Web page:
Before I got back in the classroom, I thought that I'd combine my retail management experience with Instructional Technology to work in a corporate training department, where it really didn't matter about my physical issues limiting me in some way.
Along the way, I learned that I really enjoyed the academic environment, the community of learners, and the way that people bonded over the shared experience. It made me want to stay in academia, and I figured I'd go after a role in Instructional Technology at a university.
Then, Ed and I heard Tony Attwood speak two months before I earned my bachelor's degree. (which amazes me that I didn't blog about the experience.) I furiously wrote notes, 30 pages when the day was done and a lot of what the world's authority on Asperger's Syndrome had to say made SO much sense. To say that I was captivated by the content would be an understatement.
I don't know what Ed saw in my that day, maybe crazy lady face or something, but at the first break, he turned to me, matter of fact and said "You will be earning a Ph.D in this." It wasn't really a question, more of a statement. Until that moment, I hadn't even given doctoral studies any consideration. It's a huge commitment for everyone, not just the student. That statement told me that if I decided to take that journey, Ed would support me completely.
The last two months of my BA, I was polling professors about their Ph.D experience, how I should approach it, and talking about what I wanted to explore. I got great advice and a ton of encouragement. Then I met with the chair of the Ph.D program at my school and from the meeting, thought he hated me-but we ended the meeting on a positive "Yeah, I think you've got a good handle on what you need to do." It was encouraging.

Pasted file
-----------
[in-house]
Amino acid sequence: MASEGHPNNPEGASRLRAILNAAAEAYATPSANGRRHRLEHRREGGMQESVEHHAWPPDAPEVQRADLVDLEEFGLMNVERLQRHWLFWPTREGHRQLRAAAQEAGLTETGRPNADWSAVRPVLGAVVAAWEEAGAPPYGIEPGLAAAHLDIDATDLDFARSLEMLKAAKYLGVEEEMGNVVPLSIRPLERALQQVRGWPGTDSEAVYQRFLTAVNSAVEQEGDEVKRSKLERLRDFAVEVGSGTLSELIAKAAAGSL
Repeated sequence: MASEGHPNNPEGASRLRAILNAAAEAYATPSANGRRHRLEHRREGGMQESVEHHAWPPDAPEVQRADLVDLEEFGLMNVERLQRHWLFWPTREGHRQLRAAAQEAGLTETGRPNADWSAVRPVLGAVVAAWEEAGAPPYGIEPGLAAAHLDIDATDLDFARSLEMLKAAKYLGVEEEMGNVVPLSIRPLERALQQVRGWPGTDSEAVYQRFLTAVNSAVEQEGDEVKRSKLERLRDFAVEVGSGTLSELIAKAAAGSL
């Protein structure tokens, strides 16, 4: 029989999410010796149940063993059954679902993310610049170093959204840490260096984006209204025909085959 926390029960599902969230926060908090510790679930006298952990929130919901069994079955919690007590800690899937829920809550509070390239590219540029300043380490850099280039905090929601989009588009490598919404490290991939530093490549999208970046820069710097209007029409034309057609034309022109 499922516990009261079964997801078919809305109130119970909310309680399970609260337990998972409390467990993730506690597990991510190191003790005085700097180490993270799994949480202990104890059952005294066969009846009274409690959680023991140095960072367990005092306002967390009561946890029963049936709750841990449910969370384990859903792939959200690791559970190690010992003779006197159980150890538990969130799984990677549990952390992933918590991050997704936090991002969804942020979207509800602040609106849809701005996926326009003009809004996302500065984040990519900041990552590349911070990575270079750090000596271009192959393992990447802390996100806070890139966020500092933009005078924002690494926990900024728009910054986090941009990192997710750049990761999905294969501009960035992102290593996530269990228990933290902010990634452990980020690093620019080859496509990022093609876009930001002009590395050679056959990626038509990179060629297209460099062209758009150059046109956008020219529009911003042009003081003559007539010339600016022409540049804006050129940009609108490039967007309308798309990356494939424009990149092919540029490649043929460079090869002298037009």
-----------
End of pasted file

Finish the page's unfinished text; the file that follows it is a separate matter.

It's somewhat strange starting a master's program knowing exactly what you want to do for doctoral dissertation research, but it really isn't much different than taking that BA, knowing what I was planning for the master's. In some respects, it made choosing classes more focused than it could have been, like choosing classes that are requirements for the Ph.D program, but electives in a master's program.
I put my application in back in February, and then pretty much shelved the idea for this year. It seemed better to apply to other programs where there's a lot more funding, maybe I should take a semester off and work on the health, get my teaching legs under me, etc.
However, the professor that had my application packet had other plans. We've transitioned from the professor/student relationship to more recently, the professor being more of a mentor and guide than a professor. He passed my application to the new program chair. Yesterday, I met with her for a formal interview (with a email from my mentor saying 'you still have to do well in this interview, I'm not the only one deciding.'), one in which we spoke at great length about what I studied, why I want to pursue advanced studies, what do I plan to do after I get the degree, etc.
For the last 20 minutes, the professor I had for my summer class came in, and honestly, it's the first time I've met her face to face. The three of us discussed more of the fact that I'm combining two disciplines, with that professor telling me how I need to do more than a cognate. This makes sense, I'd be doing the equivalent of a double major to an undergrad, rather than a major and a minor.
At the end, I asked "what are my next steps?", thinking they still needed to decide, but I was told "Congratulations, you'll be starting this semester." I am an admitted doctoral student.
I have an action plan of things I'm to do this semester, things that were already on my personal to-do list (like get published, which I'm actually working on with my new boss) and meet with the chair of the other department to hammer out what I'll take and who will be on my committee, and oh gosh, get back in touch with the professors along the way that I asked if they would be on my committee if I did my Ph.D studies here.
Saturday, I walk across the stage, completing a degree that no one else in my family has earned-and right onto the path to the next one. Two down, one to go.
I am SO excited for this.